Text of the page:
Today’s graduates reinvent the 'traditional' career path

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New College of the Humanities survey finds that 96 per cent of graduates under 24 have already changed careers at least once.

Swatee Jasoria

New research released today reveals that only half of all UK graduates work in a field which relates to their degree after leaving university, and 96 per cent of those under 24 have already changed careers once or more since graduating.

The survey of 2,000 graduates, conducted by New College of the Humanities, found that while nearly 50 per cent of graduates chose a degree course to work specifically in a particular field, one in seven never found work in their chosen industry.

According to the findings, 93 per cent of those surveyed have changed profession or industry once or more since leaving university, with over one in ten having switched more than three times. In addition, almost a third (29 per cent) of 16-24 year olds only spent an average of three to six months in each job role.

Swatee Jasoria, Director of Professional Development at New College of the Humanities, said: “With the current economic climate and a number of sectors destined for growth, the traditional career path has evolved into more of a long and winding road. Graduates need to become adaptable, and build a personal portfolio of skills, which increasingly takes them into different roles and industries.”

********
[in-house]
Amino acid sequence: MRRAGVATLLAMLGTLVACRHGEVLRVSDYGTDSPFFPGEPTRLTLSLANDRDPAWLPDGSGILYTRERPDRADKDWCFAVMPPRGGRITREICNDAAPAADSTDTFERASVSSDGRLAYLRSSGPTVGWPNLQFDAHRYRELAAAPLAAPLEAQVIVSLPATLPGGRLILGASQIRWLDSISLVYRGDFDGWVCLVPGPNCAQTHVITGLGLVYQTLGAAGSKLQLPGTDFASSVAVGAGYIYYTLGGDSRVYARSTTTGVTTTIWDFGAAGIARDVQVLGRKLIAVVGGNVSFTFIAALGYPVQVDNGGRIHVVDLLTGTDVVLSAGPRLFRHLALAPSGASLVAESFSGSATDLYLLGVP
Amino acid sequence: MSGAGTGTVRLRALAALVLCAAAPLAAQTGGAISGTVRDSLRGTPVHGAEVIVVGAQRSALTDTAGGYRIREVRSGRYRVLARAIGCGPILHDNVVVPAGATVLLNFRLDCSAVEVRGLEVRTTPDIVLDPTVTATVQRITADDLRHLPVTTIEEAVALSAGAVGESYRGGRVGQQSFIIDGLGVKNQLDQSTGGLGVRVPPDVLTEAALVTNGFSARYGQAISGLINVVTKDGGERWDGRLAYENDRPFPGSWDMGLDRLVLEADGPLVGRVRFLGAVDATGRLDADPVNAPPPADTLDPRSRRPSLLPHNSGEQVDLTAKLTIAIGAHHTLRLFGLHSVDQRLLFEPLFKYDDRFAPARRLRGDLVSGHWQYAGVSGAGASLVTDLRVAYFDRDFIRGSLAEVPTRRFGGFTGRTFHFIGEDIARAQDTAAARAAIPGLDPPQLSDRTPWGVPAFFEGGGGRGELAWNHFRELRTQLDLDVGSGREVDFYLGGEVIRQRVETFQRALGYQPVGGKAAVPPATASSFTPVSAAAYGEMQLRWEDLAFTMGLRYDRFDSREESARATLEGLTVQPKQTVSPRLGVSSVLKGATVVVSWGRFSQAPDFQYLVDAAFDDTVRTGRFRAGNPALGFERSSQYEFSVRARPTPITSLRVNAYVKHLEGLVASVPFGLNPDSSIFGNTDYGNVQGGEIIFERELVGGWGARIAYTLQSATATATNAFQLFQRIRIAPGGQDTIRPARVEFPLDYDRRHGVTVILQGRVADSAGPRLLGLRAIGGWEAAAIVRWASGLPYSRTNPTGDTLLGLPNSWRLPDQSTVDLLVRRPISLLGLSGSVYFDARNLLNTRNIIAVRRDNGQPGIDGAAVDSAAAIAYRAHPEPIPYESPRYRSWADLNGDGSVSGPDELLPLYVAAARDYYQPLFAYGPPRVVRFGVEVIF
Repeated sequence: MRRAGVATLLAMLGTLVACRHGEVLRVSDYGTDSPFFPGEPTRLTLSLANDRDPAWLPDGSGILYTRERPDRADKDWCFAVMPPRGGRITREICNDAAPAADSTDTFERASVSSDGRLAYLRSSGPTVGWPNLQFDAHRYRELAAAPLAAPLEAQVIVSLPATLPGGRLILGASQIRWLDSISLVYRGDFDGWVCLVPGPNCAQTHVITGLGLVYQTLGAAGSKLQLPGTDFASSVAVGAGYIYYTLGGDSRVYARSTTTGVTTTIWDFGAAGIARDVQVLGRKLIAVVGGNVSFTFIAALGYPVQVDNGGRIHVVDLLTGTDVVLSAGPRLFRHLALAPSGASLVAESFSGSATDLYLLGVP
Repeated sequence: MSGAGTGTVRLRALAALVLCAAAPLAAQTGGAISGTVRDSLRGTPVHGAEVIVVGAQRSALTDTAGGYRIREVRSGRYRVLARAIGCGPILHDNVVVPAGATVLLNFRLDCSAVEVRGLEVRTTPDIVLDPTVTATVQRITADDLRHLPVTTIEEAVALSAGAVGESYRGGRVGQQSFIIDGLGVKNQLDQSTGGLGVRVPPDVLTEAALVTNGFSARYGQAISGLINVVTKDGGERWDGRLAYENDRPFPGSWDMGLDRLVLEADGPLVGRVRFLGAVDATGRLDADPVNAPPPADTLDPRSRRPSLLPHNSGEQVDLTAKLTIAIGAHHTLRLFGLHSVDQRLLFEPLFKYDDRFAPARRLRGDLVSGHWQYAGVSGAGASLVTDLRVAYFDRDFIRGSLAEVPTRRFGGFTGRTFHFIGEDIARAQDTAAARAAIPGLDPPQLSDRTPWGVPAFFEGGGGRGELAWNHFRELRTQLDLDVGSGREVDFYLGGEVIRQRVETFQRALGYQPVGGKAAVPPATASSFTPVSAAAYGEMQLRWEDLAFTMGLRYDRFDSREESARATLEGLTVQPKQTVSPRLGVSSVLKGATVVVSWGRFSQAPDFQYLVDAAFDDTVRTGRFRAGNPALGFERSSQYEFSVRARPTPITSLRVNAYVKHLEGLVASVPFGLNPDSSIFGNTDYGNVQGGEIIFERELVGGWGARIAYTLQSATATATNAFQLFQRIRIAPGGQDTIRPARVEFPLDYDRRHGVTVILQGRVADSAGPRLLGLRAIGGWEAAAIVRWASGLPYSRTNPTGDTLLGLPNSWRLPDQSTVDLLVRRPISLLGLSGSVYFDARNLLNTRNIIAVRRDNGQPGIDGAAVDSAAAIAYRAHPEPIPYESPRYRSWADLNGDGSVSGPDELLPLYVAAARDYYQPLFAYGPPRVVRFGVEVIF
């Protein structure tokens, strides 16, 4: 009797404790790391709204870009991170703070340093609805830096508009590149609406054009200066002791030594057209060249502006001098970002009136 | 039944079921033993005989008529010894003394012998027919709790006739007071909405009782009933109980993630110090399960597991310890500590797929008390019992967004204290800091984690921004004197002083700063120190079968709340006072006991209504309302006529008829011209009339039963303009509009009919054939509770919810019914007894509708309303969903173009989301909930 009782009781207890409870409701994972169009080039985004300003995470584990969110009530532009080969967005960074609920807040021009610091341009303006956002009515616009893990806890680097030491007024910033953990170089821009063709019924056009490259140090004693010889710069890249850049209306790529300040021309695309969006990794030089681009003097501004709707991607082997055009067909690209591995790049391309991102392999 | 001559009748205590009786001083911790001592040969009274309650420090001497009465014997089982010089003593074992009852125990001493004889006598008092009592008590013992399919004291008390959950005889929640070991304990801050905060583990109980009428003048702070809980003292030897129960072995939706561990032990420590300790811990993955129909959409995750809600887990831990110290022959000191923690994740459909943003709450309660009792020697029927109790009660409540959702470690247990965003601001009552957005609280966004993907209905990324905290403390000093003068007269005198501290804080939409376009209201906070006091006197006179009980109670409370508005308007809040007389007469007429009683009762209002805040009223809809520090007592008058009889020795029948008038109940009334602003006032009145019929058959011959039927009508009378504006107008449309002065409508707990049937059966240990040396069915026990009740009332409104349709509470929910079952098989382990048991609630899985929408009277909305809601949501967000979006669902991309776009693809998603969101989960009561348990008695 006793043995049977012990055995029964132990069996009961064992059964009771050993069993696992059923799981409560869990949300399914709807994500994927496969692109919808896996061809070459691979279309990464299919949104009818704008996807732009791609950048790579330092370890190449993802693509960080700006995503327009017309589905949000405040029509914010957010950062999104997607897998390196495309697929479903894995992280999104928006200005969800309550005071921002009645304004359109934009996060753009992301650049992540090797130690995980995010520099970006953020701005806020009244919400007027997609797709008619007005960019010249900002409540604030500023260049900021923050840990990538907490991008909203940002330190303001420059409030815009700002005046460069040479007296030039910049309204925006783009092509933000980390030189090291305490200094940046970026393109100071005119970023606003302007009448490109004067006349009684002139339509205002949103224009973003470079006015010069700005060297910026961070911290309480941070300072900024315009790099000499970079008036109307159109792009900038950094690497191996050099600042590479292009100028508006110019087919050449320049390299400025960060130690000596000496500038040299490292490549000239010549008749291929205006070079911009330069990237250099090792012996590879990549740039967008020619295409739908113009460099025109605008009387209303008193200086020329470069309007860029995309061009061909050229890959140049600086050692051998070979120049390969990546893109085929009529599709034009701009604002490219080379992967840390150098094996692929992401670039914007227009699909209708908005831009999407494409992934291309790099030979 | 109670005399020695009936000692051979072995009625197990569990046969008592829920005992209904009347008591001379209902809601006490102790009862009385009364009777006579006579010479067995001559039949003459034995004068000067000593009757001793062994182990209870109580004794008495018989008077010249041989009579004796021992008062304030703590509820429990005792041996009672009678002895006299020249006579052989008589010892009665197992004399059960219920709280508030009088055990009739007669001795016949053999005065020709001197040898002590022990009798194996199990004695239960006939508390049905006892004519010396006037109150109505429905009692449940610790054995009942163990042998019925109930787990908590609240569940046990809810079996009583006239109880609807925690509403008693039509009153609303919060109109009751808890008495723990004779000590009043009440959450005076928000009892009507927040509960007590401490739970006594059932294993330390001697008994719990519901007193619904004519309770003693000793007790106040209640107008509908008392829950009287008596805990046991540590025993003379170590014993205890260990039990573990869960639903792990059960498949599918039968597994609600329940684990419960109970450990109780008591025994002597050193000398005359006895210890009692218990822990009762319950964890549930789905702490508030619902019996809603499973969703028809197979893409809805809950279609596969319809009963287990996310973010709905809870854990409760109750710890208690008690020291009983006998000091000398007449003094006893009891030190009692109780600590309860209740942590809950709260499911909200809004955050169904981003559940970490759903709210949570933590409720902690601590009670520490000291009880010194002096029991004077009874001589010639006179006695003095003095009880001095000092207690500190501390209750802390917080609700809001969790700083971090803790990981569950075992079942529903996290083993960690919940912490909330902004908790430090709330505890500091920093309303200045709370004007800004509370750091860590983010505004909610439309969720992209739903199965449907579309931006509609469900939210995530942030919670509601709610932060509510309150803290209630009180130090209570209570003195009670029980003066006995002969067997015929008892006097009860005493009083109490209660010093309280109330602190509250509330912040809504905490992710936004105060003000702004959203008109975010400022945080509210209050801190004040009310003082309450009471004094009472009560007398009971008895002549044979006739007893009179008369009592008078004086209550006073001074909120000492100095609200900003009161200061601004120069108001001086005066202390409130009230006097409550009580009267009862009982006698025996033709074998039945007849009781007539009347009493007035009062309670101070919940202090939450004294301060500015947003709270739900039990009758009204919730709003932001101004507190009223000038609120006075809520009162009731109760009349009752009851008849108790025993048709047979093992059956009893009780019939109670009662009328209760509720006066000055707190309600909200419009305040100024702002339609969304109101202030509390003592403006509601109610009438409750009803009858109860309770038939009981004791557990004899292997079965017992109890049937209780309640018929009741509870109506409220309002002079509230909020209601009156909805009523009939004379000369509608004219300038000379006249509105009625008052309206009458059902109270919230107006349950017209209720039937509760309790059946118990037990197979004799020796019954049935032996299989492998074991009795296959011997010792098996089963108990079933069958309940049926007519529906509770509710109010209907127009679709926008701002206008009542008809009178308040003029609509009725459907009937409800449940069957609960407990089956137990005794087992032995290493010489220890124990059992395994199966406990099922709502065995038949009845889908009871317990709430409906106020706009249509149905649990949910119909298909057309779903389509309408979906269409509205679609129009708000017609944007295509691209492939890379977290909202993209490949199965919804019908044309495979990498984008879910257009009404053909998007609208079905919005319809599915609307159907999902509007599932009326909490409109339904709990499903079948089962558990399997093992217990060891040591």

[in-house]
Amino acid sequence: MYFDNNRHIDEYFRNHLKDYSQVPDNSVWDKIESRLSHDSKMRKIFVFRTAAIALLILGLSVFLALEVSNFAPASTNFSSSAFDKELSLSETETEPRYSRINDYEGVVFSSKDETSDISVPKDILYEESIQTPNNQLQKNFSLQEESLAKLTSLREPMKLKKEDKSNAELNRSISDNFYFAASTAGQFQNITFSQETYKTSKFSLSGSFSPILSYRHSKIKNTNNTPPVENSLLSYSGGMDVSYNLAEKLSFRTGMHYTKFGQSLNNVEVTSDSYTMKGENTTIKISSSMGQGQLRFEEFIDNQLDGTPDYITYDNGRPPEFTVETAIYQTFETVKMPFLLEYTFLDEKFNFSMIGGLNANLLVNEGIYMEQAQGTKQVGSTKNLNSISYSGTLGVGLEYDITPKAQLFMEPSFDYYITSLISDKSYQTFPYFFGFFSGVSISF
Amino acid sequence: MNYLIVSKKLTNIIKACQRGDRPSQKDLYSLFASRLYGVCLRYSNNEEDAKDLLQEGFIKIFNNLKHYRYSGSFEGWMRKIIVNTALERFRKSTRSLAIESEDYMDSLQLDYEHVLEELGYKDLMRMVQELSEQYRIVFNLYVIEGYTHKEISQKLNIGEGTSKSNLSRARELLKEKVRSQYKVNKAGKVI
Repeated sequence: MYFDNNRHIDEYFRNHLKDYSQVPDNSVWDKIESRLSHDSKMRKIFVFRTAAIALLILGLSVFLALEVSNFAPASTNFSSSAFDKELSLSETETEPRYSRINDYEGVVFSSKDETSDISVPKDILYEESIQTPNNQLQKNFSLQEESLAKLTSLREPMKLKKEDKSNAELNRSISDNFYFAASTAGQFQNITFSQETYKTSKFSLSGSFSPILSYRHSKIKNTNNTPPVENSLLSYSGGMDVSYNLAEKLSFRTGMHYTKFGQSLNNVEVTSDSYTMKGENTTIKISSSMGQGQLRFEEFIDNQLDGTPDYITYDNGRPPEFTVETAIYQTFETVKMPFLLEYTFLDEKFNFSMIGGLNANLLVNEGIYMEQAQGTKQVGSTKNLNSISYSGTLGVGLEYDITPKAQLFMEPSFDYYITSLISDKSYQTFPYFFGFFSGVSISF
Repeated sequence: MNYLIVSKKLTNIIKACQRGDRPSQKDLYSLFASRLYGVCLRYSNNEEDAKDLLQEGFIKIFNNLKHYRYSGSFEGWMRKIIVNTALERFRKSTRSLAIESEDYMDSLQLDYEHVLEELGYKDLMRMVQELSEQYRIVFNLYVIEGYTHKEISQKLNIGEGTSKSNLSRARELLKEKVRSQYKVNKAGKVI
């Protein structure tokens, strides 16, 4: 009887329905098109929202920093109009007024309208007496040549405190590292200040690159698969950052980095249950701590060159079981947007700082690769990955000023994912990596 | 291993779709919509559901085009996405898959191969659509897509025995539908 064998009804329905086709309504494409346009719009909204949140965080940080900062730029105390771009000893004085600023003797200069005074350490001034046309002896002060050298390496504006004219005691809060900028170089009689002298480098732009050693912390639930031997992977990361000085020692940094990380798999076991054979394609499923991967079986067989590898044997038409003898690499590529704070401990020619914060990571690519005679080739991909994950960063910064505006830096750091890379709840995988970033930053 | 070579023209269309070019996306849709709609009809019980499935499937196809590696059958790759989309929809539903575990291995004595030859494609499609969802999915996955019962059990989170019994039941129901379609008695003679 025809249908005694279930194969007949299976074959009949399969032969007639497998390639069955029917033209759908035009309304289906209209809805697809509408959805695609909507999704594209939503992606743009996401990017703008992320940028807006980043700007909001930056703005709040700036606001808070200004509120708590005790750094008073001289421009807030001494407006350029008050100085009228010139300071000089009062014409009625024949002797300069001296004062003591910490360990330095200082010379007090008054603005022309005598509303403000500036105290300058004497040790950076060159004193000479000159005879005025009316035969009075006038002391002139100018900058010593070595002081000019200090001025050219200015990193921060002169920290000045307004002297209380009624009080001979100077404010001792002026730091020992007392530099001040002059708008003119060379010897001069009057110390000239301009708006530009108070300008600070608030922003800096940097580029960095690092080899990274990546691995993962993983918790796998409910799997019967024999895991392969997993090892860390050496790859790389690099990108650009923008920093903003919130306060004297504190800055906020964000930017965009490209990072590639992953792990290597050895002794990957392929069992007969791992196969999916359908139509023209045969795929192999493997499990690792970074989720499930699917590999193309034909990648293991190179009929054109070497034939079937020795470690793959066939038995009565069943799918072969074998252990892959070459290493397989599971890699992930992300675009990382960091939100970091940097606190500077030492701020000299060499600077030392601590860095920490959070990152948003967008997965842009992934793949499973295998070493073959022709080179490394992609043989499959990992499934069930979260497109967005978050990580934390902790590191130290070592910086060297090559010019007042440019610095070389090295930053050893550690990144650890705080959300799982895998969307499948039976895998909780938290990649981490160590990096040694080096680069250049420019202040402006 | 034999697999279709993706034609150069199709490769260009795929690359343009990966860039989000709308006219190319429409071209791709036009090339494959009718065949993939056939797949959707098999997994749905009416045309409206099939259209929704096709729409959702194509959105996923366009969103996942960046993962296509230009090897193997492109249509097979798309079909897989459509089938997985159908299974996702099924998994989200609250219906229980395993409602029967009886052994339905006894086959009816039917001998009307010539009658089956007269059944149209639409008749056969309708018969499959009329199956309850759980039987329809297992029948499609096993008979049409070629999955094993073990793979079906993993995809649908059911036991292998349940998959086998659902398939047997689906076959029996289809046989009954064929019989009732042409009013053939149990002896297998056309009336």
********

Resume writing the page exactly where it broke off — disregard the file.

The survey shows that while nearly a third of respondents cite financial reasons for changing jobs, one in ten have done so to start their own business. Additionally, the main reason for changing role or industry was for savvy graduates to acquire new skills and constantly learn (39 per cent), with communication (62 per cent) and creative skills (43 per cent) deemed to be the most valuable transferable skills acquired in professional life.

A C Grayling, Master of New College of the Humanities said: “One of the main motivations for the enriched curriculum of studies at New College of the Humanities is to address the need for a higher education that equips graduates for the diverse and complex careers they will pursue through life. This survey confirms that the aims of the College's innovative educational model are the right ones.”

The NCH Professional Programme includes seminars covering key skills and behaviours including writing and presenting, negotiation, financial literacy, working in teams, marketing, research methods, core principles of strategy, planning and decision-making, and statistics that are required for success in a wide range of industries and professions. In addition to the Professional Programme, Swatee Jasoria works with each student as an individual to guide and support them towards a professional future that matches their unique ambitions and strengths.